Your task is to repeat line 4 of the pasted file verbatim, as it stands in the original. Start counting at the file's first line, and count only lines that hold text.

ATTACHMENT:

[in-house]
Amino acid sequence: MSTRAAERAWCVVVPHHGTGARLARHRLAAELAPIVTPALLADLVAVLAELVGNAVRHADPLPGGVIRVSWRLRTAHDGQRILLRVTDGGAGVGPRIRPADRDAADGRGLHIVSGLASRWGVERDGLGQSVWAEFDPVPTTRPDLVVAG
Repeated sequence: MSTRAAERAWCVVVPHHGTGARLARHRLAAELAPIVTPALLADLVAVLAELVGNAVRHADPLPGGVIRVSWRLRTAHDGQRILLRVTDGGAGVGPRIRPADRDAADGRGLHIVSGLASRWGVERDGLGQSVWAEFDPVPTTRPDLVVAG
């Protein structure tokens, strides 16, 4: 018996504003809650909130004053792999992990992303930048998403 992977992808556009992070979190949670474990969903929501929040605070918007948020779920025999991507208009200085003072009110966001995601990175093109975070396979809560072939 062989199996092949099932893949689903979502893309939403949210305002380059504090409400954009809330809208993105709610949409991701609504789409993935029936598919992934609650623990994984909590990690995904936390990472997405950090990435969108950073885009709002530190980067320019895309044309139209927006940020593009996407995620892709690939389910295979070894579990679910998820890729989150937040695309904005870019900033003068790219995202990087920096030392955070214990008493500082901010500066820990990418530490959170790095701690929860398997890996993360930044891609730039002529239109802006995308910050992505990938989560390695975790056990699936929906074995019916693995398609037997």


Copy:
């Protein structure tokens, strides 16, 4: 018996504003809650909130004053792999992990992303930048998403 992977992808556009992070979190949670474990969903929501929040605070918007948020779920025999991507208009200085003072009110966001995601990175093109975070396979809560072939 062989199996092949099932893949689903979502893309939403949210305002380059504090409400954009809330809208993105709610949409991701609504789409993935029936598919992934609650623990994984909590990690995904936390990472997405950090990435969108950073885009709002530190980067320019895309044309139209927006940020593009996407995620892709690939389910295979070894579990679910998820890729989150937040695309904005870019900033003068790219995202990087920096030392955070214990008493500082901010500066820990990418530490959170790095701690929860398997890996993360930044891609730039002529239109802006995308910050992505990938989560390695975790056990699936929906074995019916693995398609037997």